A photo of a WindFloat Atlantic floating turbine

Floating Wind Partners Up Italian Portfolio to 4.6 GW

Nora Ventu, a company set up by Falck Renewables and BlueFloat Energy, has launched a consultation to provide local communities with more information on two floating wind projects to be developed in the Gulf of Cagliari offshore Italy.

Illustration; Photo source: JDR Cables (WindFloat Atlantic)

Nora Ventu, set up to develop floating offshore wind farms off the Sardinian coast, has begun a series of meetings with local stakeholders to outline its proposals for two offshore floating wind farms, Nora Energia 1 in the south-west, and Nora Energia 2 in the south-east, which together would have a total of around 1.4 GW of installed capacity.

The Nora Energia 1 wind farm will comprise 53 wind turbines with a combined capacity of 795 MW. The wind farm is located in the sea area of the Sardinian Channel southwest of the Gulf of Cagliari, positioned at distances between 22 and 34 kilometres from the coast.

The 600 MW Nora Energia 2 will consist of 40 wind turbines in the stretch of the sea inside the Sardinian Channel and south-east of the Gulf of Cagliari, located about 30 kilometres south of Capo Carbonara.

Falck Renewables and BlueFloat Energy already have several floating wind projects under development in Italy. These include the 675 MW Minervia Energia wind farm in the Gulf of Squillace, the 1.3 GW Odra Energia off the province of Lecce, the 1.2 GW Kailia Energia off Brindisi.

The five projects have a combined capacity of around 4.6 GW.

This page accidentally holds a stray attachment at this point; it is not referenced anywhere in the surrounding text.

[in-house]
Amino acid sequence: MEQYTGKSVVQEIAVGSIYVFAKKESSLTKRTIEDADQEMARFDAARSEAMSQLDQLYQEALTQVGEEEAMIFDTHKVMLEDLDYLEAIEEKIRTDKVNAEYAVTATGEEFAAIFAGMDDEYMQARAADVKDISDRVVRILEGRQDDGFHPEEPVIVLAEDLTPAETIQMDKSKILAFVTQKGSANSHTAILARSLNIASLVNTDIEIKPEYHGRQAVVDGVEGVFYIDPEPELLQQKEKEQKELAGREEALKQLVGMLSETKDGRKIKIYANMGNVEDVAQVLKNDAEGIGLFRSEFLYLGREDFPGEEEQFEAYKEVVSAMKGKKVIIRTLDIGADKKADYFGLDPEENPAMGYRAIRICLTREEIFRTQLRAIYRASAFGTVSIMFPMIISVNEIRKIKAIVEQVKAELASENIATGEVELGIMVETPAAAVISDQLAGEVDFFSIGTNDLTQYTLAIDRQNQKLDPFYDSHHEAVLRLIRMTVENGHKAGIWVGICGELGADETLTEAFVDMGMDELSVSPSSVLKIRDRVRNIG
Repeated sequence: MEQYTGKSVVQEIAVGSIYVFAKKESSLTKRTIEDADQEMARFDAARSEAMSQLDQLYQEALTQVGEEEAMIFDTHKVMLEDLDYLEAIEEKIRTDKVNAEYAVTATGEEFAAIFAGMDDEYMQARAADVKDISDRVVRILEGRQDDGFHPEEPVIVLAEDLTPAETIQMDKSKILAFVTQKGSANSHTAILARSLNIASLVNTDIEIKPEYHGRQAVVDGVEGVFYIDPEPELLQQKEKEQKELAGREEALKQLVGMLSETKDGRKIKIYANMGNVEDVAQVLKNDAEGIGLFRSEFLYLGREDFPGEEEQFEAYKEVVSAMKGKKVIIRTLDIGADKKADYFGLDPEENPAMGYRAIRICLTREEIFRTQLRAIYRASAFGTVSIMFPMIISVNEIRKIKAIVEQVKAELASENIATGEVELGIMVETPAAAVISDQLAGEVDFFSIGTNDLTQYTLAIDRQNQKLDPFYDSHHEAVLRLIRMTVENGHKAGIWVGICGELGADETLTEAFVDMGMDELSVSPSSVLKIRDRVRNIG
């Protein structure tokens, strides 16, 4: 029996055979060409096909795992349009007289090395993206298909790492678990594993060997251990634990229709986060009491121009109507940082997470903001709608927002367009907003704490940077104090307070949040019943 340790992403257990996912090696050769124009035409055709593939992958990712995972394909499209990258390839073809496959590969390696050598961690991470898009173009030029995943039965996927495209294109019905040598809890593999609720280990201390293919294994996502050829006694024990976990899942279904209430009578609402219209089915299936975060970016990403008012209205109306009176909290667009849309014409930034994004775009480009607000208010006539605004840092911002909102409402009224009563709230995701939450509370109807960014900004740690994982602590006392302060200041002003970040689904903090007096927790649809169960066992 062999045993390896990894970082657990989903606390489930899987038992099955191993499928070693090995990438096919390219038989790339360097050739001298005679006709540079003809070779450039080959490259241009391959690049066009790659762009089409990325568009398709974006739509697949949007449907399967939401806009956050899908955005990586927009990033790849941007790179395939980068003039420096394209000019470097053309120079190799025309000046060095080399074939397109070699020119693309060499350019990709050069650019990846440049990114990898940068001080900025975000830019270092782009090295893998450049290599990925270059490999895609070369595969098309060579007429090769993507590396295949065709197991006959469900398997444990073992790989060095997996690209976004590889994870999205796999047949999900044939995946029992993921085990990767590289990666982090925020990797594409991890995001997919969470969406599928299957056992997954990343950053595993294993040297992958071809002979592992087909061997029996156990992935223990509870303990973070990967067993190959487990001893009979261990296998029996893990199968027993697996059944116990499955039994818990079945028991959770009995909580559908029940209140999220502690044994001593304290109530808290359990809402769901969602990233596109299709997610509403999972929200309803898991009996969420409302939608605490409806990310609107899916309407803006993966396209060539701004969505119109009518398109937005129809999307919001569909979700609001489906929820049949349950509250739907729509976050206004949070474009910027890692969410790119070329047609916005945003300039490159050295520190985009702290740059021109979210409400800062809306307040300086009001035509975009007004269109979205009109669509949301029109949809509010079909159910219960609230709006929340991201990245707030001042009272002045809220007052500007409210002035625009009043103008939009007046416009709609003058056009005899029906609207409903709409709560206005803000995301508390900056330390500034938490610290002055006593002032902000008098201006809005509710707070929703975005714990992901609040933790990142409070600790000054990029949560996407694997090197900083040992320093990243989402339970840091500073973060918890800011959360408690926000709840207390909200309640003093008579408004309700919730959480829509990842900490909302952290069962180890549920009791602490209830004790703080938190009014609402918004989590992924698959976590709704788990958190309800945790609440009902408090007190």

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This local engagement for the Nora Ventu projects starts before the beginning of the authorization procedure, the first step of which will be a preliminary consultation process aimed at defining the scope of the environmental impact study.

Requests for a maritime concession for each of the two projects were filed with the Ministry of Infrastructure and Sustainable Mobility and the Port System Authority of Cagliari at the end of December 2021.

The benefits of the proposed projects for the local economy and supply chain are considerable, with an estimated 4,000 direct jobs being created in the manufacturing, assembly and construction phases, the developers said. Once operational, the projects are expected to generate more than 300 long-term jobs for maintenance activities, of which around 80 per cent of the workforce is expected to come from the local area.

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Goods and services for the construction and maintenance of the floating offshore wind farm will be primarily sourced from local companies, making the most of the local workforce, expanding skills through advanced training schemes, and providing significant opportunities for local businesses, during both construction and operation phases, the developers said.

Local infrastructure is also expected to benefit as the projects would rely on the main industrial ports, such as the Port of Cagliari, for the assembly, operations and maintenance of the wind farms, allowing diversification of their infrastructure and services.

As the wind farm projects develop, there will be opportunities for study and research and the potential to work in partnership with Sardinian universities, research centres and technology parks on cutting-edge projects.

Visual impact analyses already carried out and due to be submitted in the coming weeks, show that the proposed offshore wind farms, which would be located outside the territorial waters, would be almost imperceptible to the human eye from the coast, the developers said.

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